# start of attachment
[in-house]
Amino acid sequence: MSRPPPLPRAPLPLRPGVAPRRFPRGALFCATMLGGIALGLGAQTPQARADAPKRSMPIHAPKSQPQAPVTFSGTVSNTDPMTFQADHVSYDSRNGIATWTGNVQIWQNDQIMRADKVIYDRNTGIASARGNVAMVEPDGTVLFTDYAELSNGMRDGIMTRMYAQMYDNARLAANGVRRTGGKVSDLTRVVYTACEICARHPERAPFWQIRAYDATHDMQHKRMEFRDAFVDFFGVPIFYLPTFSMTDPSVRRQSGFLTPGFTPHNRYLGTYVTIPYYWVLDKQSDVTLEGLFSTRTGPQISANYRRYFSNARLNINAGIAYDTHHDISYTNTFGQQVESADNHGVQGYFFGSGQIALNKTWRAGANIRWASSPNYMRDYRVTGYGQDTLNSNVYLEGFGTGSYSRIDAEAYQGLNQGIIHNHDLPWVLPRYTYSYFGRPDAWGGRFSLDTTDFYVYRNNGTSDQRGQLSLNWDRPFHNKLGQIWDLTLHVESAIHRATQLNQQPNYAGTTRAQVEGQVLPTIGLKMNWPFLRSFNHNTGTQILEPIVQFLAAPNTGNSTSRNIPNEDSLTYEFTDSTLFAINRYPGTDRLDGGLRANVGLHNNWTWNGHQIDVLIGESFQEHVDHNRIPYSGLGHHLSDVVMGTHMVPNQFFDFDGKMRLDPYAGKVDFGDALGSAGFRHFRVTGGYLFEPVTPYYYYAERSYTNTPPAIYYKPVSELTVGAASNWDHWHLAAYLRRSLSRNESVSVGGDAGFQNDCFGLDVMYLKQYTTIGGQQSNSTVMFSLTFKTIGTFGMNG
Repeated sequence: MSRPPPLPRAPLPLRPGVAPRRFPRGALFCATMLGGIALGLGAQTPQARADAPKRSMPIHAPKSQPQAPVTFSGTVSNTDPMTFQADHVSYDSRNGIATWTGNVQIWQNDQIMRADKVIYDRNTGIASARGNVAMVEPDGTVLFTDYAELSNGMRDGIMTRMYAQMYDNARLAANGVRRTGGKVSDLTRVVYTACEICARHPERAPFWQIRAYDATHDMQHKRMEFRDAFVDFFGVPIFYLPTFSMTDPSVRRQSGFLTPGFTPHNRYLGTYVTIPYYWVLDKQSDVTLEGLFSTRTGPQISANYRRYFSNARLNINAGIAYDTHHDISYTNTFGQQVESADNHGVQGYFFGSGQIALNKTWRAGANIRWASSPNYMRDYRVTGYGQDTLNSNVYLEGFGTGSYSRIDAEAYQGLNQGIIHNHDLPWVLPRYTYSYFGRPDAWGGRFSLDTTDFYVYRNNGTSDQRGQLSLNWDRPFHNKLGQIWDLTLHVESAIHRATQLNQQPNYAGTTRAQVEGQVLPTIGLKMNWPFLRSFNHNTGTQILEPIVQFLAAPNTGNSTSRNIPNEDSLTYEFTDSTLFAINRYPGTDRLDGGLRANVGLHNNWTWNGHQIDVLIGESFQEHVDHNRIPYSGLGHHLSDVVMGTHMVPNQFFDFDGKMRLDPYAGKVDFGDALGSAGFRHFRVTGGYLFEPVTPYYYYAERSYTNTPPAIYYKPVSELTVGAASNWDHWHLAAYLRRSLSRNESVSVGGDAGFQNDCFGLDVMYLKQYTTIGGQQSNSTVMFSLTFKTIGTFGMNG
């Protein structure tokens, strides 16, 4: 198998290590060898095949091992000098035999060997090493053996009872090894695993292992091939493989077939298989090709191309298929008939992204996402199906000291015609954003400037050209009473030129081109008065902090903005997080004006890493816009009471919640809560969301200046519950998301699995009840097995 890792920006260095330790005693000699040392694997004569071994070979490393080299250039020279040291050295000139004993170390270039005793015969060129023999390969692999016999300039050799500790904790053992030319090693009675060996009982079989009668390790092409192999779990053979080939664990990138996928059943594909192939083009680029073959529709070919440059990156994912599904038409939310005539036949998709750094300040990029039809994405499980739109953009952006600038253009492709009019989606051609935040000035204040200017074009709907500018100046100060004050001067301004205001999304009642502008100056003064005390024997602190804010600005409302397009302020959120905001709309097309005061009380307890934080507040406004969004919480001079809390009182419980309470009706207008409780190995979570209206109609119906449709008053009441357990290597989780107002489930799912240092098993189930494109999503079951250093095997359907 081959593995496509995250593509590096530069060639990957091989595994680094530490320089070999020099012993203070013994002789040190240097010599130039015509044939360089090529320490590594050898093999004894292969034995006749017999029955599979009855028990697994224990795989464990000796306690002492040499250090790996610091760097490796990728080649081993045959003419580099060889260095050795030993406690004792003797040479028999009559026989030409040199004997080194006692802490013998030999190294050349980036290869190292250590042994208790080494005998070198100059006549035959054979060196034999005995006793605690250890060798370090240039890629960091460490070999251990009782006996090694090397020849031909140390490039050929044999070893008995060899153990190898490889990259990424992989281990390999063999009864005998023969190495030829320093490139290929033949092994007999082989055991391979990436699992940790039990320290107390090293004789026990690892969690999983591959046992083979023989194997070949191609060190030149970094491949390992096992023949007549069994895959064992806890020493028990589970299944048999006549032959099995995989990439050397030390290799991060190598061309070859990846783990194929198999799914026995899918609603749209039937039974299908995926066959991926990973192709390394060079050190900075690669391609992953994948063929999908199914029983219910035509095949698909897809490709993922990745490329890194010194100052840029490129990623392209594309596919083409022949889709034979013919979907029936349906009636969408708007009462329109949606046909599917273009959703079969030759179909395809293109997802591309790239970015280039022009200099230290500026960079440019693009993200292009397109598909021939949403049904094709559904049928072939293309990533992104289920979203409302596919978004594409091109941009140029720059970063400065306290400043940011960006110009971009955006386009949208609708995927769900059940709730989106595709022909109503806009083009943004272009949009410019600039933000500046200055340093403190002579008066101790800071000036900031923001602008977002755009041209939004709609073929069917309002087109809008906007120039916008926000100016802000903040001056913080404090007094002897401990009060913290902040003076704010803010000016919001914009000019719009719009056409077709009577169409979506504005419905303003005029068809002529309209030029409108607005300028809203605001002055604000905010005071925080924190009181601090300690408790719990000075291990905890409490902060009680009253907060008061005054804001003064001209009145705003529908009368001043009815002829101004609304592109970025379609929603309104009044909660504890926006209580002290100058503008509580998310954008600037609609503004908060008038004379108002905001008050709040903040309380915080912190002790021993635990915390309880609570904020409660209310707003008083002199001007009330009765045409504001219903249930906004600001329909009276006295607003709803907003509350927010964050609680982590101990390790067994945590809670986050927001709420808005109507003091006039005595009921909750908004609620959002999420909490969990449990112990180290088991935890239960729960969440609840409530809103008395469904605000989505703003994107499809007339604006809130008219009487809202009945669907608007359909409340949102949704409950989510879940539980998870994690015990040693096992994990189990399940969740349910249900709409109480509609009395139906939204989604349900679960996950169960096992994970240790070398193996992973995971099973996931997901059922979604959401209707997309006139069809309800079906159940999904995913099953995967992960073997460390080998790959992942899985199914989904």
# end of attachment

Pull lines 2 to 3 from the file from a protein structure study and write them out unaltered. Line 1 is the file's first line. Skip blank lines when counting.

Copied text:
Amino acid sequence: MSRPPPLPRAPLPLRPGVAPRRFPRGALFCATMLGGIALGLGAQTPQARADAPKRSMPIHAPKSQPQAPVTFSGTVSNTDPMTFQADHVSYDSRNGIATWTGNVQIWQNDQIMRADKVIYDRNTGIASARGNVAMVEPDGTVLFTDYAELSNGMRDGIMTRMYAQMYDNARLAANGVRRTGGKVSDLTRVVYTACEICARHPERAPFWQIRAYDATHDMQHKRMEFRDAFVDFFGVPIFYLPTFSMTDPSVRRQSGFLTPGFTPHNRYLGTYVTIPYYWVLDKQSDVTLEGLFSTRTGPQISANYRRYFSNARLNINAGIAYDTHHDISYTNTFGQQVESADNHGVQGYFFGSGQIALNKTWRAGANIRWASSPNYMRDYRVTGYGQDTLNSNVYLEGFGTGSYSRIDAEAYQGLNQGIIHNHDLPWVLPRYTYSYFGRPDAWGGRFSLDTTDFYVYRNNGTSDQRGQLSLNWDRPFHNKLGQIWDLTLHVESAIHRATQLNQQPNYAGTTRAQVEGQVLPTIGLKMNWPFLRSFNHNTGTQILEPIVQFLAAPNTGNSTSRNIPNEDSLTYEFTDSTLFAINRYPGTDRLDGGLRANVGLHNNWTWNGHQIDVLIGESFQEHVDHNRIPYSGLGHHLSDVVMGTHMVPNQFFDFDGKMRLDPYAGKVDFGDALGSAGFRHFRVTGGYLFEPVTPYYYYAERSYTNTPPAIYYKPVSELTVGAASNWDHWHLAAYLRRSLSRNESVSVGGDAGFQNDCFGLDVMYLKQYTTIGGQQSNSTVMFSLTFKTIGTFGMNG
Repeated sequence: MSRPPPLPRAPLPLRPGVAPRRFPRGALFCATMLGGIALGLGAQTPQARADAPKRSMPIHAPKSQPQAPVTFSGTVSNTDPMTFQADHVSYDSRNGIATWTGNVQIWQNDQIMRADKVIYDRNTGIASARGNVAMVEPDGTVLFTDYAELSNGMRDGIMTRMYAQMYDNARLAANGVRRTGGKVSDLTRVVYTACEICARHPERAPFWQIRAYDATHDMQHKRMEFRDAFVDFFGVPIFYLPTFSMTDPSVRRQSGFLTPGFTPHNRYLGTYVTIPYYWVLDKQSDVTLEGLFSTRTGPQISANYRRYFSNARLNINAGIAYDTHHDISYTNTFGQQVESADNHGVQGYFFGSGQIALNKTWRAGANIRWASSPNYMRDYRVTGYGQDTLNSNVYLEGFGTGSYSRIDAEAYQGLNQGIIHNHDLPWVLPRYTYSYFGRPDAWGGRFSLDTTDFYVYRNNGTSDQRGQLSLNWDRPFHNKLGQIWDLTLHVESAIHRATQLNQQPNYAGTTRAQVEGQVLPTIGLKMNWPFLRSFNHNTGTQILEPIVQFLAAPNTGNSTSRNIPNEDSLTYEFTDSTLFAINRYPGTDRLDGGLRANVGLHNNWTWNGHQIDVLIGESFQEHVDHNRIPYSGLGHHLSDVVMGTHMVPNQFFDFDGKMRLDPYAGKVDFGDALGSAGFRHFRVTGGYLFEPVTPYYYYAERSYTNTPPAIYYKPVSELTVGAASNWDHWHLAAYLRRSLSRNESVSVGGDAGFQNDCFGLDVMYLKQYTTIGGQQSNSTVMFSLTFKTIGTFGMNG